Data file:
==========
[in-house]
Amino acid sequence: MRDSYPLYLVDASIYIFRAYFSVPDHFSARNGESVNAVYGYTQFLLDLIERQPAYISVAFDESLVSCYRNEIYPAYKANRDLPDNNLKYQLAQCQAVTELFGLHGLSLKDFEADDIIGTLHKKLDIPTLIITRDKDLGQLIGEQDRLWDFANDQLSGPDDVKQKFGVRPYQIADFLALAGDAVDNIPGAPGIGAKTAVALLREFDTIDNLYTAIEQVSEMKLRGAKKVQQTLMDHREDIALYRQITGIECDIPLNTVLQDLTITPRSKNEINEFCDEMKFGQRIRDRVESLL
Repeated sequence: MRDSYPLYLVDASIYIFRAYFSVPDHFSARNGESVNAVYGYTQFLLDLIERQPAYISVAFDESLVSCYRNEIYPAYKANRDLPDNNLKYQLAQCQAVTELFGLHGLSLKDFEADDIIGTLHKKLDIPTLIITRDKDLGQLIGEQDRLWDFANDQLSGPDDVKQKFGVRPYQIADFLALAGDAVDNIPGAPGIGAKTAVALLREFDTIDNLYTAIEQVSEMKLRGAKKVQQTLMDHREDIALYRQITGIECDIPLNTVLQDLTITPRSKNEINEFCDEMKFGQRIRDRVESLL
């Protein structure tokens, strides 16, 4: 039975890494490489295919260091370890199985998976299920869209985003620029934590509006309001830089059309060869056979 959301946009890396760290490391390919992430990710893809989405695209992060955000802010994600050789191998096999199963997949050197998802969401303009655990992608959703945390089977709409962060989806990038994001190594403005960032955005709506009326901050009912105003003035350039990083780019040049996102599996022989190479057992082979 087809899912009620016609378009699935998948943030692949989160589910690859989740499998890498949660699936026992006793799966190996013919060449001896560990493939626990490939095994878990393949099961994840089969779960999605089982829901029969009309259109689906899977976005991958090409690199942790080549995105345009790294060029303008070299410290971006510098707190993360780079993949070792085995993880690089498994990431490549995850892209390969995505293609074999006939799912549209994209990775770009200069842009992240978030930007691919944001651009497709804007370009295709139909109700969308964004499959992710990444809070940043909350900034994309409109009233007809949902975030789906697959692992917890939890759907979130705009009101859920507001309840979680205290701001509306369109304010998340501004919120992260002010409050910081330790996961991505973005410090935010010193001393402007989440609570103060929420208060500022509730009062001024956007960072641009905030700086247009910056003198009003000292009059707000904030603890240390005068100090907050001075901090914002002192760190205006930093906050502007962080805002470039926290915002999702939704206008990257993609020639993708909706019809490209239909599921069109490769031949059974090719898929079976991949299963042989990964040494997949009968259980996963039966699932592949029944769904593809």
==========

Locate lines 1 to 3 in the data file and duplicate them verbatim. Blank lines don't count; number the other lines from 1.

[in-house]
Amino acid sequence: MRDSYPLYLVDASIYIFRAYFSVPDHFSARNGESVNAVYGYTQFLLDLIERQPAYISVAFDESLVSCYRNEIYPAYKANRDLPDNNLKYQLAQCQAVTELFGLHGLSLKDFEADDIIGTLHKKLDIPTLIITRDKDLGQLIGEQDRLWDFANDQLSGPDDVKQKFGVRPYQIADFLALAGDAVDNIPGAPGIGAKTAVALLREFDTIDNLYTAIEQVSEMKLRGAKKVQQTLMDHREDIALYRQITGIECDIPLNTVLQDLTITPRSKNEINEFCDEMKFGQRIRDRVESLL
Repeated sequence: MRDSYPLYLVDASIYIFRAYFSVPDHFSARNGESVNAVYGYTQFLLDLIERQPAYISVAFDESLVSCYRNEIYPAYKANRDLPDNNLKYQLAQCQAVTELFGLHGLSLKDFEADDIIGTLHKKLDIPTLIITRDKDLGQLIGEQDRLWDFANDQLSGPDDVKQKFGVRPYQIADFLALAGDAVDNIPGAPGIGAKTAVALLREFDTIDNLYTAIEQVSEMKLRGAKKVQQTLMDHREDIALYRQITGIECDIPLNTVLQDLTITPRSKNEINEFCDEMKFGQRIRDRVESLL